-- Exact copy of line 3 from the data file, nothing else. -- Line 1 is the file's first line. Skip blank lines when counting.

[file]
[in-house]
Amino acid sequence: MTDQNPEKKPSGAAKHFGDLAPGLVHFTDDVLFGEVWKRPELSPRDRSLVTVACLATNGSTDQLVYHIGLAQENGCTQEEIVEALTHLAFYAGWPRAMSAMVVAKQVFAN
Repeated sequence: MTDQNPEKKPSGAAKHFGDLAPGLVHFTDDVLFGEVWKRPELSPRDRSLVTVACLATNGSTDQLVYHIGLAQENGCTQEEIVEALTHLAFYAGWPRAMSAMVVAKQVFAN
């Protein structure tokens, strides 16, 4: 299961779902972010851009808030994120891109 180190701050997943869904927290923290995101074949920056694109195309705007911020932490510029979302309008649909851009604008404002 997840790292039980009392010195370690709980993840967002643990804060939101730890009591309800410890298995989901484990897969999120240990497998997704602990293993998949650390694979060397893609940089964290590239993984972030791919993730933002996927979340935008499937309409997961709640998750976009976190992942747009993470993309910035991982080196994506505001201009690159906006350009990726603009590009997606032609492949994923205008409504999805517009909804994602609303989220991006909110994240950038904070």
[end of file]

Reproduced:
Repeated sequence: MTDQNPEKKPSGAAKHFGDLAPGLVHFTDDVLFGEVWKRPELSPRDRSLVTVACLATNGSTDQLVYHIGLAQENGCTQEEIVEALTHLAFYAGWPRAMSAMVVAKQVFAN